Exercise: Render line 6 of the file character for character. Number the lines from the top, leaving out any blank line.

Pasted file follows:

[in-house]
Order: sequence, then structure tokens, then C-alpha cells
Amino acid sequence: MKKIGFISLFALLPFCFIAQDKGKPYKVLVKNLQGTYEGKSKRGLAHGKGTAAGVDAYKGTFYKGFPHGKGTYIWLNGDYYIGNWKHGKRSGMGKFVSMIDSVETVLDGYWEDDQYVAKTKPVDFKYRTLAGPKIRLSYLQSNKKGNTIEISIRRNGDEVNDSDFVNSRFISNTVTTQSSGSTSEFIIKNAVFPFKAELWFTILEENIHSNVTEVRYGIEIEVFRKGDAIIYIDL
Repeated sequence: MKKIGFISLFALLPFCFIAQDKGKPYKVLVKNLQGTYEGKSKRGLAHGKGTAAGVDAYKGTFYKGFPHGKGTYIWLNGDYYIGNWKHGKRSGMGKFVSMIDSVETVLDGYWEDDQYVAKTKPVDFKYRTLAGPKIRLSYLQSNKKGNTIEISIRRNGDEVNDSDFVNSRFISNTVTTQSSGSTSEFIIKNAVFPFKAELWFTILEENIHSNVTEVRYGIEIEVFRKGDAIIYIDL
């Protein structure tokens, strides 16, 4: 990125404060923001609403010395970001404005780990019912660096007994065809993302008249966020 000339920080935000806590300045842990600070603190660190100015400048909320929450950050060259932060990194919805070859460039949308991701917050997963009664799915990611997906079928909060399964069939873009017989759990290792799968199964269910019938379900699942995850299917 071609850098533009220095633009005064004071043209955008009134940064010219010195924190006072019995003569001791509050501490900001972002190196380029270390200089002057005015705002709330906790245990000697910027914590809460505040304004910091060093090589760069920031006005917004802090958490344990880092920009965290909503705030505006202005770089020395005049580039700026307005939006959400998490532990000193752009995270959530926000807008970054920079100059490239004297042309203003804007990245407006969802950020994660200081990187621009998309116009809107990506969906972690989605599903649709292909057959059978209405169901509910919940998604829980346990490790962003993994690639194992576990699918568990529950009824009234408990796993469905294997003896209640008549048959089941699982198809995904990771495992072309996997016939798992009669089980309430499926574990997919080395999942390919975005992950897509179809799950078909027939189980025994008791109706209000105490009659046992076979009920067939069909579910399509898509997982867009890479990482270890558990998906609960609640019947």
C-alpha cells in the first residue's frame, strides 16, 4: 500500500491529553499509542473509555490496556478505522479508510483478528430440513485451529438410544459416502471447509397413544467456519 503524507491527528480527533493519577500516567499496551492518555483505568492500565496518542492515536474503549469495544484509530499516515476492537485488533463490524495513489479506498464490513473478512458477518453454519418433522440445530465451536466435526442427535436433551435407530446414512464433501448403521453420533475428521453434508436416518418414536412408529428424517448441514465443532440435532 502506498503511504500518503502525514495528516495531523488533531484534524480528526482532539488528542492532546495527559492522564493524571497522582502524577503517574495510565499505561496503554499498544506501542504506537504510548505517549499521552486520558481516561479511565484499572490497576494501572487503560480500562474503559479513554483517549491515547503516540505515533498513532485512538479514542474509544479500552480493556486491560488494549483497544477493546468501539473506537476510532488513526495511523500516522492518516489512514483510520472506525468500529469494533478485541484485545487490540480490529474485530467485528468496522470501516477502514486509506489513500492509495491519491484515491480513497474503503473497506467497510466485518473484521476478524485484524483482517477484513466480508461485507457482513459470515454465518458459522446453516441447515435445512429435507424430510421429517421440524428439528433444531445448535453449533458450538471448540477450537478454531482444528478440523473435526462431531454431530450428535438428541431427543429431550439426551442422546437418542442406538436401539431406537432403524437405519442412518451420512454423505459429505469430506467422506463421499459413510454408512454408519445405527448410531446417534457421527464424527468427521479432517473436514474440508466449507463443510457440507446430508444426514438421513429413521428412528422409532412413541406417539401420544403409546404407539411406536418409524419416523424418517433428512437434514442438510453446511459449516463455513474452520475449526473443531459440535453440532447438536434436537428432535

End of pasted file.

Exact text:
C-alpha cells in the first residue's frame, strides 16, 4: 500500500491529553499509542473509555490496556478505522479508510483478528430440513485451529438410544459416502471447509397413544467456519 503524507491527528480527533493519577500516567499496551492518555483505568492500565496518542492515536474503549469495544484509530499516515476492537485488533463490524495513489479506498464490513473478512458477518453454519418433522440445530465451536466435526442427535436433551435407530446414512464433501448403521453420533475428521453434508436416518418414536412408529428424517448441514465443532440435532 502506498503511504500518503502525514495528516495531523488533531484534524480528526482532539488528542492532546495527559492522564493524571497522582502524577503517574495510565499505561496503554499498544506501542504506537504510548505517549499521552486520558481516561479511565484499572490497576494501572487503560480500562474503559479513554483517549491515547503516540505515533498513532485512538479514542474509544479500552480493556486491560488494549483497544477493546468501539473506537476510532488513526495511523500516522492518516489512514483510520472506525468500529469494533478485541484485545487490540480490529474485530467485528468496522470501516477502514486509506489513500492509495491519491484515491480513497474503503473497506467497510466485518473484521476478524485484524483482517477484513466480508461485507457482513459470515454465518458459522446453516441447515435445512429435507424430510421429517421440524428439528433444531445448535453449533458450538471448540477450537478454531482444528478440523473435526462431531454431530450428535438428541431427543429431550439426551442422546437418542442406538436401539431406537432403524437405519442412518451420512454423505459429505469430506467422506463421499459413510454408512454408519445405527448410531446417534457421527464424527468427521479432517473436514474440508466449507463443510457440507446430508444426514438421513429413521428412528422409532412413541406417539401420544403409546404407539411406536418409524419416523424418517433428512437434514442438510453446511459449516463455513474452520475449526473443531459440535453440532447438536434436537428432535